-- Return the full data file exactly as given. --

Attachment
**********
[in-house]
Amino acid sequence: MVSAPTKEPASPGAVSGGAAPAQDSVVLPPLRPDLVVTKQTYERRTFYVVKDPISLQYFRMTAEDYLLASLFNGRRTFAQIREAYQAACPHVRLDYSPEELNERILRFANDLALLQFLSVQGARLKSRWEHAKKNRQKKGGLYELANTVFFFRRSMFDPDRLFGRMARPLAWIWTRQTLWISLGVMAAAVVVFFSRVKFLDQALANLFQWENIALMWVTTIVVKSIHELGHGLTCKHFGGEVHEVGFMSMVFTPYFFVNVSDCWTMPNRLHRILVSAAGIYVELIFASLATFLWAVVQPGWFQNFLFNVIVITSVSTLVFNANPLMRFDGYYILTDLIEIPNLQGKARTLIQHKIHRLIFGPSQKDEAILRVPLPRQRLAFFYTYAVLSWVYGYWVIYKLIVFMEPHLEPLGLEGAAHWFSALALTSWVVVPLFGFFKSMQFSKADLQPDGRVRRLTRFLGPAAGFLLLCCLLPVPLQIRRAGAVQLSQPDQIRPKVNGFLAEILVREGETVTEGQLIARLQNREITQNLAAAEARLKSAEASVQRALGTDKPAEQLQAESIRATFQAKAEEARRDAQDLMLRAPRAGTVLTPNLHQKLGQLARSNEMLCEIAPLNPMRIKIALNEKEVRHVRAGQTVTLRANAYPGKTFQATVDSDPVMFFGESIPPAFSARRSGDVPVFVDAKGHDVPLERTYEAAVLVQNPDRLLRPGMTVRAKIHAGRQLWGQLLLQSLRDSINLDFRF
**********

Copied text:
[in-house]
Amino acid sequence: MVSAPTKEPASPGAVSGGAAPAQDSVVLPPLRPDLVVTKQTYERRTFYVVKDPISLQYFRMTAEDYLLASLFNGRRTFAQIREAYQAACPHVRLDYSPEELNERILRFANDLALLQFLSVQGARLKSRWEHAKKNRQKKGGLYELANTVFFFRRSMFDPDRLFGRMARPLAWIWTRQTLWISLGVMAAAVVVFFSRVKFLDQALANLFQWENIALMWVTTIVVKSIHELGHGLTCKHFGGEVHEVGFMSMVFTPYFFVNVSDCWTMPNRLHRILVSAAGIYVELIFASLATFLWAVVQPGWFQNFLFNVIVITSVSTLVFNANPLMRFDGYYILTDLIEIPNLQGKARTLIQHKIHRLIFGPSQKDEAILRVPLPRQRLAFFYTYAVLSWVYGYWVIYKLIVFMEPHLEPLGLEGAAHWFSALALTSWVVVPLFGFFKSMQFSKADLQPDGRVRRLTRFLGPAAGFLLLCCLLPVPLQIRRAGAVQLSQPDQIRPKVNGFLAEILVREGETVTEGQLIARLQNREITQNLAAAEARLKSAEASVQRALGTDKPAEQLQAESIRATFQAKAEEARRDAQDLMLRAPRAGTVLTPNLHQKLGQLARSNEMLCEIAPLNPMRIKIALNEKEVRHVRAGQTVTLRANAYPGKTFQATVDSDPVMFFGESIPPAFSARRSGDVPVFVDAKGHDVPLERTYEAAVLVQNPDRLLRPGMTVRAKIHAGRQLWGQLLLQSLRDSINLDFRF